‘It’s inspiring to see mother and daughter graduate with degrees’

By Aideen O'Flaherty

A MOTHER and daughter both graduated together at TU Dublin-Tallaght Campus’ conferring ceremony at the Maldron Hotel last week, where they were awarded their degrees in Social Care Practice by their sister and aunty respectively – the college’s Head of Humanities, Helena Doody.

Sibheal Doody (43) and her daughter Lauren Derwin Doody (21), who both live in Ballycragh in Tallaght, tackled their final year of college together, after Lauren encouraged her mother to return to college for a year to gain an honours bachelor degree after having already earned an ordinary degree in social work several years ago.

Doody clan at TU Dublin compressor

Helena Doody, TU Dublin-Tallaght Campus (centre) with her sister Sibheal Doody and her daughter Lauren Derwin Doody at the graduation

Sibheal’s path to academic success wasn’t straightforward, as she failed her Junior Certificate and didn’t do a Leaving Certificate, having struggled with undiagnosed dyslexia at the time.

The mother-of-four started working at St John of God’s Liffey Services in Kildare in 2001, as her sister Helena was also working there at the time, and developed a passion for working in social care and decided to return to college as a mature student, and gained a BA in social care from IT Blanchardstown in 2011.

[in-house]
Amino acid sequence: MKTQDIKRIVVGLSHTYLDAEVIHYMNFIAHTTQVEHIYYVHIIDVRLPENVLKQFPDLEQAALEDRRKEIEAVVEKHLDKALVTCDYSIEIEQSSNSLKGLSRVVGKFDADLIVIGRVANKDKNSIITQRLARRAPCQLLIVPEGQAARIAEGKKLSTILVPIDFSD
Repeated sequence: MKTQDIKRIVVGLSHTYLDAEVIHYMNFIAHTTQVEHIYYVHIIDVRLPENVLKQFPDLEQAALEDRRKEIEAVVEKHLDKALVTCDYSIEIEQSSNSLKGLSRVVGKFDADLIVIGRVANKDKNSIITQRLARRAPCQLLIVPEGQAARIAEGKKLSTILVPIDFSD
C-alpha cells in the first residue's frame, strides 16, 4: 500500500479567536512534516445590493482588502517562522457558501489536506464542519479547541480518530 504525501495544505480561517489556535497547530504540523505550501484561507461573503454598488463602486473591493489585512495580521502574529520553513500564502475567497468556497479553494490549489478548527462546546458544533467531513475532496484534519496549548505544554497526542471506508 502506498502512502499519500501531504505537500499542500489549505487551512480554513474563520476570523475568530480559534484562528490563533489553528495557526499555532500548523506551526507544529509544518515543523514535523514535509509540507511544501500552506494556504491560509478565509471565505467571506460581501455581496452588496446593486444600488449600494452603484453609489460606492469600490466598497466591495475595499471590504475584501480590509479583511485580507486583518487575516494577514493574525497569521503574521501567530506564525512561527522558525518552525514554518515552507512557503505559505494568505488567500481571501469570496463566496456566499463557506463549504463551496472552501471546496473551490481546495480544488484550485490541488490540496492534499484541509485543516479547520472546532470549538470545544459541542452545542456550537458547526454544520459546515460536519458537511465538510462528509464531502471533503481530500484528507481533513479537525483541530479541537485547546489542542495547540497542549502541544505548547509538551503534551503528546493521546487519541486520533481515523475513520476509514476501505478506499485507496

Sibheal told The Echo: “My daughter told me I should go back to college and get an honours degree. It was a bit weird at first, because we were in some of the same lectures, and my husband said that by the end of it he had a degree after listening to us!

“We helped each other, and she’d be correcting my continuous assessment assignments and letting me know where I was going wrong.”

At 18, Lauren began working in St John of God’s Liffey Services shortly after she began studying for a BA (Hons) degree in social care practice in 2015, and as the final year of her course approached, she encouraged her mother to join her and do a top-up year to gain an honours degree.

The past pupil of St MacDara’s Community College told The Echo: “I encouraged my mam because I knew she’d be able to do it.

“College is hard enough, but my mam was such a support to me. The two of us were working together and studying together.

“We started going for walks, and coming up to our exams we’d quiz each other during our walks.”

The course lecturers regularly joked that ‘the Doodys were taking over’, according to Lauren, as her aunty, and Sibheal’s sister, Helena Doody, is TU Dublin-Tallaght Campus’ Head of Humanities, and awarded the degrees to the two women at their graduation ceremony last week.

Lauren added: “I think it’s inspiring for people to see a mother and daughter getting the same degree at the same time. You’re never too old for education.

“I was just so happy I got to do this with my mam, it was so overwhelming.”

Lauren, who also works as a family support worker at Empowerment Plus - Youth, Family & Community Support Services, said that herself and her mam might consider doing a master’s degree together, but added “it would be years down the line. I think I’m too young to get a master’s now!”

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